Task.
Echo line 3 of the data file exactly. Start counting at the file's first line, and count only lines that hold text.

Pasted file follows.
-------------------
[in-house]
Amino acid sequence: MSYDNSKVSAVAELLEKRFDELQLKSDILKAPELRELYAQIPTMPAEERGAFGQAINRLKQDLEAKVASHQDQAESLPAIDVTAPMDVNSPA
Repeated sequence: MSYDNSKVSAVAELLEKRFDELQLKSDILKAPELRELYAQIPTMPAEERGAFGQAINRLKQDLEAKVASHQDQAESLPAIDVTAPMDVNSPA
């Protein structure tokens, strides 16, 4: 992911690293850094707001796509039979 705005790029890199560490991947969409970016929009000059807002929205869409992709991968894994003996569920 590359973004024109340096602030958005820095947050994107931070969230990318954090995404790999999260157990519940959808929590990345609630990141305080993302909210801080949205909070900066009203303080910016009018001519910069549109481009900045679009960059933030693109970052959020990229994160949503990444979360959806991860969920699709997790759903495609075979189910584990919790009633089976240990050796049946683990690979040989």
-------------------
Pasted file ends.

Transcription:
Repeated sequence: MSYDNSKVSAVAELLEKRFDELQLKSDILKAPELRELYAQIPTMPAEERGAFGQAINRLKQDLEAKVASHQDQAESLPAIDVTAPMDVNSPA